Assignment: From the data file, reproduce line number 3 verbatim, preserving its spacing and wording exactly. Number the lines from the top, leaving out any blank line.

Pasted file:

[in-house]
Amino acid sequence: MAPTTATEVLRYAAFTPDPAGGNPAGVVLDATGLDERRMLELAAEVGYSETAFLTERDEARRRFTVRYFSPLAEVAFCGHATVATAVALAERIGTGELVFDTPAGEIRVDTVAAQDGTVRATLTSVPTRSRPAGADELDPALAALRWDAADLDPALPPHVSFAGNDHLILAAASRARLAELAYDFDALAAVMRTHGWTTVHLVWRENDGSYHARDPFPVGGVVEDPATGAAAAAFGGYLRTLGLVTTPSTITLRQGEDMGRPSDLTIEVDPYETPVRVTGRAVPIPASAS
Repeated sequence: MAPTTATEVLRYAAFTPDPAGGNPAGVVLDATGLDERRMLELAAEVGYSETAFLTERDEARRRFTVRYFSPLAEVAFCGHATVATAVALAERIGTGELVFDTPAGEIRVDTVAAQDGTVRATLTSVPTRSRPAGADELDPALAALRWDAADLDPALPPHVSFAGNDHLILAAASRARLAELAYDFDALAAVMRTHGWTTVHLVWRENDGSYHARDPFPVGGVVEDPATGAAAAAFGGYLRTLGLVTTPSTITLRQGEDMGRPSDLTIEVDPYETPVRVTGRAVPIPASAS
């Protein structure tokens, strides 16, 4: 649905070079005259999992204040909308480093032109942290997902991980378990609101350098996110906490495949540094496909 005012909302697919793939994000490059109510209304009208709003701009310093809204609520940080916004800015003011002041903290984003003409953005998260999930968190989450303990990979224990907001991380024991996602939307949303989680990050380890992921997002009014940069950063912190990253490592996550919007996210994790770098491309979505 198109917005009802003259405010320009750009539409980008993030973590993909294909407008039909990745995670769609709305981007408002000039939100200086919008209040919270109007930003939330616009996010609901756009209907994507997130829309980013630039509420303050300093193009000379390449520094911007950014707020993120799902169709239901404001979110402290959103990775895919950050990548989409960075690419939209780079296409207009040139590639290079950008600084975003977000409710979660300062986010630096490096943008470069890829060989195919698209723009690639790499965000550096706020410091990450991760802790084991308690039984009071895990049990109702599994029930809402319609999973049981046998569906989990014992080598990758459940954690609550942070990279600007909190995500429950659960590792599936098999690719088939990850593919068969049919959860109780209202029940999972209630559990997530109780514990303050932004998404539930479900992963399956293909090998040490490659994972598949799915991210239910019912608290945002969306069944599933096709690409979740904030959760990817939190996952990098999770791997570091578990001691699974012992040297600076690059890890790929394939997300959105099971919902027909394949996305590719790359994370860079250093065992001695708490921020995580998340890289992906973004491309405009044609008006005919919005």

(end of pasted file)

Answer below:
Repeated sequence: MAPTTATEVLRYAAFTPDPAGGNPAGVVLDATGLDERRMLELAAEVGYSETAFLTERDEARRRFTVRYFSPLAEVAFCGHATVATAVALAERIGTGELVFDTPAGEIRVDTVAAQDGTVRATLTSVPTRSRPAGADELDPALAALRWDAADLDPALPPHVSFAGNDHLILAAASRARLAELAYDFDALAAVMRTHGWTTVHLVWRENDGSYHARDPFPVGGVVEDPATGAAAAAFGGYLRTLGLVTTPSTITLRQGEDMGRPSDLTIEVDPYETPVRVTGRAVPIPASAS